Under Joe Biden’s presidency, experts anticipate a change in the federal cannabis policy. However, there are still approximately 40,000 people incarcerated for cannabis offences in the US – most of them are African Americans. Why is that?
As American states have the right to decide on their own cannabis policy, US citizens are treated differently depending on where in the country they live.
For example, if a successful cannabis business owner drives from California to Idaho to sell their products, they’d instantly become drug dealers.
Essentially, what is acceptable in some parts of the country could be punishable by years in prison in another corner.
While Vice President-elect Kamala Harris pledged to decriminalise cannabis possession and use during the presidential campaign, those already behind bars would not be freed. In other words, their conviction would not be expunged.
Bet’s documentary, SMOKE: The Rise Of Cannabis & Its Integration In Hip Hop Culture, has shown what’s wrong with the US system when it comes to dealing with cannabis.
As long as the federal policy doesn’t change, they argue, African Americans have every right to be afraid of being incarcerated for minor cannabis offences. However, cannabis and the parts of the African American culture have a strong bond and a long history.
Cannabis had a somewhat huge influence on several genres, such as jazz, rap, and hip-hop, in the 20th century.
While cannabis had been taboo until the end of the 70s, the drug is associated with assisting in creating some of the most popular songs in that era.
NAS, the 15-time Grammy-nominated American rapper, said in the documentary that cannabis had been in his life since his childhood. He said his father had been a jazz musician who used cannabis to relax and create music.
NAS added: “Music and cannabis go together really well. They were born for each other. Music is to be listened to, you take it in, absorb it; cannabis, you inhale it, absorb it and that’s a vibe that goes with it.”
Not everyone was a fan of the drug, though. The majority of the public was against the drug. For instance, Cypress Hill was banned for life from Saturday Night Live when one of the members started smoking cannabis on live television.
At some point, however, the argument changed. The drug became a real thing among people in the music industry, and some of them started to sing or rap about cannabis.
Rick James – Mary Jane
Keith Murray, a journalist, told SMOKE: “In the 70s, cannabis was connected to black people in inner cities, the remnants of the hippies and the freaks.
“If you were to use cannabis in the 70s, you were kind of deemed as counter-culture. But something happened at the end of the 70s, something pivotal. The whole stoner culture took over when Cheech & Chong released the movie ‘Up in Smoke.’
In the 90s, they say in the movie, rappers such as Snoop Dogg, Dr Dre or Ice Cube, were very loud about cannabis use.
B-Real, one of the former lead rappers for Cypress Hill, said: “Growing up and being a creative person, cannabis came into my life before I even started making music.
“Cheech and Chong had nothing to do with hip hop but everybody in the hip hop industry referenced Cheech and Chong.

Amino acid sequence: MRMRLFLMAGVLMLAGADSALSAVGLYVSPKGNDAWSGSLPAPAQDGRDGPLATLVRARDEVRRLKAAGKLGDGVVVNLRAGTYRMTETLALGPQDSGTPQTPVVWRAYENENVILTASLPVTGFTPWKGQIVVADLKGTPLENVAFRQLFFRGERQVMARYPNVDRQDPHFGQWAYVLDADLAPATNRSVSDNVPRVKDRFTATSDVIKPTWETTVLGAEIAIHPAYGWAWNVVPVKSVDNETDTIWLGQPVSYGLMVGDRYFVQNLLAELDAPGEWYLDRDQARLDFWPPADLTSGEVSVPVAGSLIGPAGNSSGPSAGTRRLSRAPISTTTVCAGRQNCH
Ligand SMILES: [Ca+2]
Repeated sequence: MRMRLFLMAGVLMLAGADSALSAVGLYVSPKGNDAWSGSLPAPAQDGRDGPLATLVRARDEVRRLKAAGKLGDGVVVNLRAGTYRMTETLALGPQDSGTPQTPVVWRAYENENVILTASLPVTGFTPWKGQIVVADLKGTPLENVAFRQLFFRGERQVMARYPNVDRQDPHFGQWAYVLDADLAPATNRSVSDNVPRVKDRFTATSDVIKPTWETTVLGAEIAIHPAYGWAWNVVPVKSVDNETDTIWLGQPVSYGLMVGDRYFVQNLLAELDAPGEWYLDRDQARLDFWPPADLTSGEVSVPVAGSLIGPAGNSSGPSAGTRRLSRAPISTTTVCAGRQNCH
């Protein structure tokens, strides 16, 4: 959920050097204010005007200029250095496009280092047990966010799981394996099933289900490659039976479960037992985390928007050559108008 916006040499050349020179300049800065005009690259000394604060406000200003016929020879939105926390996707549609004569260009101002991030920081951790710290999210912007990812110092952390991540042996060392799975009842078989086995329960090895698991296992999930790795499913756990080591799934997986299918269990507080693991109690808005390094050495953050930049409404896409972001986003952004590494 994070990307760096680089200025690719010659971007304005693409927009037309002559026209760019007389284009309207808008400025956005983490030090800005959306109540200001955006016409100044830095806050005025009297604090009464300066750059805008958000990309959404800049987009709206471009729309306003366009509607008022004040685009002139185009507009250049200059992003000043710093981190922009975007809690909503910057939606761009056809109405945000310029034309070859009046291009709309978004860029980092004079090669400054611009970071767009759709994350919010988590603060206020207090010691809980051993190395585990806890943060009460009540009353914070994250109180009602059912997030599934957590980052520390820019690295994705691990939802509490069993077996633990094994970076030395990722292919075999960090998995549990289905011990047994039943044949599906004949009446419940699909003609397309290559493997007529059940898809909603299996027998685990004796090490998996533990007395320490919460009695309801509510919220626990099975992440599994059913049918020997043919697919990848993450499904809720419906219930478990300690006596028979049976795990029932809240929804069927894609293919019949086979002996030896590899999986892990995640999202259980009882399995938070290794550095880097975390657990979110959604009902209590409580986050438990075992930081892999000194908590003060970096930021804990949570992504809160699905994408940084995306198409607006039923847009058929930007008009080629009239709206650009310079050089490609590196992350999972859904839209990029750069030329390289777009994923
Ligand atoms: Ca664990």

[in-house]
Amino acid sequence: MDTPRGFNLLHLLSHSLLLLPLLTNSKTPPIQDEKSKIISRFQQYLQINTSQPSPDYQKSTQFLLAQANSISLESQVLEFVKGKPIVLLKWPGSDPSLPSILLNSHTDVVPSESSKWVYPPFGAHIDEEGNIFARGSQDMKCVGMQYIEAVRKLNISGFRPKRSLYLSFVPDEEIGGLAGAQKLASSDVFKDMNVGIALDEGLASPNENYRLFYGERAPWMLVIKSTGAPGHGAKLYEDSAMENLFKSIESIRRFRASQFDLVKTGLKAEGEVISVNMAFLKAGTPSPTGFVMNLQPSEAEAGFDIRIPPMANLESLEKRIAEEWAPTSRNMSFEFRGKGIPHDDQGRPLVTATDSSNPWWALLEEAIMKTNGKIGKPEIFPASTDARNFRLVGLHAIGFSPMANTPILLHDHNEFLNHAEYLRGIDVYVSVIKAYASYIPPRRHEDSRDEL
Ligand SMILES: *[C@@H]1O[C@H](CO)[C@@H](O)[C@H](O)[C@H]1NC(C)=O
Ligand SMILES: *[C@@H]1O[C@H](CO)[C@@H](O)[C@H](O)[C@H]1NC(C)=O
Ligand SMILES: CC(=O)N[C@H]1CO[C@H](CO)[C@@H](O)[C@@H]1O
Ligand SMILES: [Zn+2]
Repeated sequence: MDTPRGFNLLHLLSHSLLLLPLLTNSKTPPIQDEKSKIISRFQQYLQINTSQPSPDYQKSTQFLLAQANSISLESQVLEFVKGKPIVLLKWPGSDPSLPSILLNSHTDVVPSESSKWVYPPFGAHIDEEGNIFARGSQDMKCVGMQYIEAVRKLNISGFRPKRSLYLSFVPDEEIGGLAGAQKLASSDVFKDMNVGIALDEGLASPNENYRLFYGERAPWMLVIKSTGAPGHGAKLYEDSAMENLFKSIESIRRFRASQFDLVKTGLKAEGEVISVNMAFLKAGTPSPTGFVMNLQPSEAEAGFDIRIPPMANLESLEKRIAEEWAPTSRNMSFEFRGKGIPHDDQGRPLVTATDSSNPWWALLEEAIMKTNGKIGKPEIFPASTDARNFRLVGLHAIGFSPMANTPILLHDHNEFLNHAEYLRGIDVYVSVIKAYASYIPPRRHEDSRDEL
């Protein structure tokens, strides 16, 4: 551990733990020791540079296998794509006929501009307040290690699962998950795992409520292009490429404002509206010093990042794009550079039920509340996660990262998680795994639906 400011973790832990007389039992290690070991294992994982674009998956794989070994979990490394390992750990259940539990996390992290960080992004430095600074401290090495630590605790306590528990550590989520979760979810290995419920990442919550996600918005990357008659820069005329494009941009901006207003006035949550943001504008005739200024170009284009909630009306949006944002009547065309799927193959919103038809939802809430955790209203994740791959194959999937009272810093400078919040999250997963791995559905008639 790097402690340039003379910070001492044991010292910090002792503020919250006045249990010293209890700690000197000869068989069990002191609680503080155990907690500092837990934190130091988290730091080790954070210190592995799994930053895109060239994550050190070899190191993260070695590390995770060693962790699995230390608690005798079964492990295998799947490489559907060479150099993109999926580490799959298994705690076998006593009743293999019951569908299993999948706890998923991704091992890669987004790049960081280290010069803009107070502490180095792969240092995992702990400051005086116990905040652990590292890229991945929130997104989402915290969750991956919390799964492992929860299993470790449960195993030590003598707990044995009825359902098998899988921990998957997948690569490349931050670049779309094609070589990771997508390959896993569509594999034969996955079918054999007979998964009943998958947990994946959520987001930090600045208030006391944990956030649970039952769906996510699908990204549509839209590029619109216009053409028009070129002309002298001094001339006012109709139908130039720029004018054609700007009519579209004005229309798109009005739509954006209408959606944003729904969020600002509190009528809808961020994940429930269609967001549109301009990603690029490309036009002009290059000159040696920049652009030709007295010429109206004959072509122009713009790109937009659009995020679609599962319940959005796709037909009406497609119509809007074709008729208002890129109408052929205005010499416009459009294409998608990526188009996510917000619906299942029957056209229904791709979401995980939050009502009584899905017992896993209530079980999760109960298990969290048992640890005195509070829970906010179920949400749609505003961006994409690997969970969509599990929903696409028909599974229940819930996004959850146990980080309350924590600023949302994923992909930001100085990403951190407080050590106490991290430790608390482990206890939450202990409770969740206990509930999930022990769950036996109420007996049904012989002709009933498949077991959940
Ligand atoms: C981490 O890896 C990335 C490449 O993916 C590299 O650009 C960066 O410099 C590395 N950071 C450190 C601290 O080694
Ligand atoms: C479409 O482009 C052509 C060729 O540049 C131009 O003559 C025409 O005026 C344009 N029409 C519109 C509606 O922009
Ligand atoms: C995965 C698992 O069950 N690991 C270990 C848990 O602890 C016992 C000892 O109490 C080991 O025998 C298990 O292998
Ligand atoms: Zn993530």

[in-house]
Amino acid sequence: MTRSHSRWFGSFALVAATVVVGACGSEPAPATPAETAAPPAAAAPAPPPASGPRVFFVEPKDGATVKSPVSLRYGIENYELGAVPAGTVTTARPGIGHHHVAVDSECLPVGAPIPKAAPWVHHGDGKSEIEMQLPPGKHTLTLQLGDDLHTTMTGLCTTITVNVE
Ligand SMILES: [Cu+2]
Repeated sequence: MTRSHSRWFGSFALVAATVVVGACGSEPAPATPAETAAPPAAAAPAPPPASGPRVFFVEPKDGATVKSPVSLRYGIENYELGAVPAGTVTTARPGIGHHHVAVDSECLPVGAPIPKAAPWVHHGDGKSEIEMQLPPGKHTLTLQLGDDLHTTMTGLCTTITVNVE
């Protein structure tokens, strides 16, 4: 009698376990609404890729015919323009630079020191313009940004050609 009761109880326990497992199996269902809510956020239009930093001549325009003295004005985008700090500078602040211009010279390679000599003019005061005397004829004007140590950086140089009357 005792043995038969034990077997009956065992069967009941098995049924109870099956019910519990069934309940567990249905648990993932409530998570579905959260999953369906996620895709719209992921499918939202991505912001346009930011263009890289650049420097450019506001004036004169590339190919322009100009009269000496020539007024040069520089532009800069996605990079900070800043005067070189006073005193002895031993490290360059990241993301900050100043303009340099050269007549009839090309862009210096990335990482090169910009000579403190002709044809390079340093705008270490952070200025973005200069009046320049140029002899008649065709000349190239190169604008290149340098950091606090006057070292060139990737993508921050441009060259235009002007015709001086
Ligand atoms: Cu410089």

“They were so relevant in the hip hop community you almost had to reference them if you were talking about cannabis.”
War on weed
In American politics, one of the main topics during the second half of the 20th century was drug policy – more precisely, how to control drug use.
The mainstream media with those famous, anti-cannabis television ads and movies, was helping politicians to continue a long practice of bashing cannabis users.
Keith Murray said: “People were afraid of the drug. In movies they were talking about if you smoke weed, you’re going to be crazy – you’re going to kill yourself and your family.”
Regardless of the history of cannabis and hemp in the country, from Richard Nixon and Ronald Reagan to even Barack Obama, American presidents were very tough on cannabis users.
Carl Hart, PhD, Professor at Columbia University, said: “Hemp has been here forever, the constitution was written on hemp paper as well.
“It became illegal when in part because of the actions of Harry Anslinger (Commissioner, Federal Bureau of Narcotics). The people associated with cannabis use were Mexican Americans, African Americans.”
He added the narrative was very simple: cannabis is what makes those women sleep with African Americans and foreigners.
The attitude regarding cannabis use and possession hasn’t changed significantly over the last four decades. Shockingly enough, depending on the state, a cannabis conviction could lead to the loss of parental rights, school loans, public house assistance and the right to vote.
Kamala Harris, VP-elect of the United States, told SMOKE: “The war on drugs incarcerated people I grew up with; people I know, people I care about. The War on Drugs criminalised the community I grew up in, and it was an abject failure.
“All of a sudden, in states like California, cannabis is legal, and there are people making a whole lot of money off of this. Meanwhile, there are other people sitting in prison for the same activity, which is selling cannabis.”
According to a senator talking in the movie, a black person is almost four times more likely to be incarcerated for a minor cannabis offence than a white person, despite similar rates of usage.
The future Biden-Harris administration has made people hopeful for a change for the better.
However, while African American business-owners can be raided in states where cannabis is legal; and while people could be sentenced to life in prison for cannabis possession, the leaders of the United States have a lot of work to do.